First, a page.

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Lydford Maniacs Leap Verse

Lydford Maniacs Leap Verse

Lydford Maniacs Leap Verse

Lydford Bridge or The Maniac’s ;Leap

The night was dark, the rain fell fast,

And cold and piercing was the blast,

As at his utmost speed,

A trav’ller came, who seem’d to stray,

And now benighted, on his way,

Urg’d on his panting steed

At morn he left a moorland town,

And riding over dale and down,

Had scarcely slack’d his rein ;

For if his tir’d and weary nag

Relax’d his speed and ‘gan to flag.

He spurr’d him on again.

And as he held his rapid pace,

As if he rode to win a race,

The fierce and fiery glare

That lit his dark and piercing eye, –

The horrid laugh – the frequent sigh,

Procliam’d the maniac there.

But after crossing o’er Veale Down,

At length he enter’d Lydford Town,

Nor long he tarry’d here

But just his horse’s thirst to slake,

And only while he staid to take

Himself a glass of beer.

Then on he held his headlong course,

Still spurr’d along his jaded horse,

Until he reach’d the bridge ;

Where, down a hundred feet below,

You see the rapid river flow

Over the rocky ridge.

Here casting one wild look on all,

He spurr’d his horse against the wall,

A desperate spring to make,

But all in vain, – the gallant steed,

Who whip, nor spur, appear’d to heed,

Refus’d the leap to take.

Oh ! who can stop the torrent’s course,

Or who can stop the tempest’s force

When seeps it o’er the main ;

Or who can stop the wild career,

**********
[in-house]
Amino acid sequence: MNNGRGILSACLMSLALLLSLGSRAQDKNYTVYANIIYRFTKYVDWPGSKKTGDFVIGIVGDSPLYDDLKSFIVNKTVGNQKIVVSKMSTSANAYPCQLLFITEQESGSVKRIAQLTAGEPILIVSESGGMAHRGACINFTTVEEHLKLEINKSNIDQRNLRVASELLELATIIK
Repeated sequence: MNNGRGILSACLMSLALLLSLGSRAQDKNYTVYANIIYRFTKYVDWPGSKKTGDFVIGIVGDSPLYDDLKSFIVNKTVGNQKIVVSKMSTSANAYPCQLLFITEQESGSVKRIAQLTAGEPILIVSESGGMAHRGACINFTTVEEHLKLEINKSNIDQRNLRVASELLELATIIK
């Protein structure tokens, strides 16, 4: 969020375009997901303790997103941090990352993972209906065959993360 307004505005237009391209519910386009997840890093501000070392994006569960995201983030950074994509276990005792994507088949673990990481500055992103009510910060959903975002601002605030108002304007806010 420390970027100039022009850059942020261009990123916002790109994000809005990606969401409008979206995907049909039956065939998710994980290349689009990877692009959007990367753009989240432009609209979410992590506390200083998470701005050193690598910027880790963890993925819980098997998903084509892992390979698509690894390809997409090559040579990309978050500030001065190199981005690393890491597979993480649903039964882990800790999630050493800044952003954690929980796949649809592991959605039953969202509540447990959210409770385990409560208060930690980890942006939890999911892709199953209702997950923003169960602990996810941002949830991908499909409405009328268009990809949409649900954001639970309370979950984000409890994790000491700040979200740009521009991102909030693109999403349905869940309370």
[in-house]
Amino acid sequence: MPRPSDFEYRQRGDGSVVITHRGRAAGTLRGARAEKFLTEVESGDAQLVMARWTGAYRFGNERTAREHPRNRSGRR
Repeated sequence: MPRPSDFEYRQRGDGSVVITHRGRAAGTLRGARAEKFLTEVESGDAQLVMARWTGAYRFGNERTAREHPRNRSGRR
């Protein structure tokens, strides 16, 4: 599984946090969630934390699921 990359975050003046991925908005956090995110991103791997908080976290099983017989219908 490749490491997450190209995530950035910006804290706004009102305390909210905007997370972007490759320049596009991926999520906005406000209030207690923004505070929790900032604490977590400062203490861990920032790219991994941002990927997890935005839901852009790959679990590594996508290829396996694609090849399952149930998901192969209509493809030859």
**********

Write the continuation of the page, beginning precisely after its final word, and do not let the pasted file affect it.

The offspring of remorse or fear,

That fires the frenzied brain ?


Render’d more desperate by his check,

He threw the reins upon its neck,

Himself from off its back,

Turning its head towards the town,

Gave it the whip to send it on

Their lately travell’d track.

The frightened horse fled up the hill,

And morning found it standing still

Before the cottage door,

Where, ready with fatigue to drop,

His master did a minute stop

After they cross’d the moor.

But whither has the rider fled ?

That lately through the street had sped

At such a fearful rate,

That thus his horse returns alone ;

Has he his hapless master thrown,

Or what has been his fate ?

Short was the pause that man had made :

His hat upon the ground he laid

And plac’d his watch within,

Then with a wild and frantic glare,

Tossing his arms aloft in air,

Sprang headlong o’er the linn.

An instant search commenc’d around,

And soon the hat upon the ground

Reveal’d the dreadful tale :

Then o’er the rocks some clambering down,

The mangled body quickly found

Fall’n deep within the vale.

And decently, without parade,

The village sires the body laid

Within the churchyard mould ;

While rumour, with her trumpet tongue,

Convey’d the horrid story on,

And this the tale she told –

That he a year or two before,

To hunt and shoot across the moor,

With friends from London came ;

Since then he had been made to prove

The sorrows of despairing love,

And that had turn’d his brain.

And still the house where last he stay’d,

Before the fatal leap he made

Over the foaming linn,

In memory of the dreadful deed,

And from the colour of the steed,

Is call’d “The White Horse Inn”.

A. Lady – 1857

Dartmoor Legends and Other Poems

Published by William Roberts, Exeter

About Tim Sandles

Tim Sandles is the founder of Legendary Dartmoor

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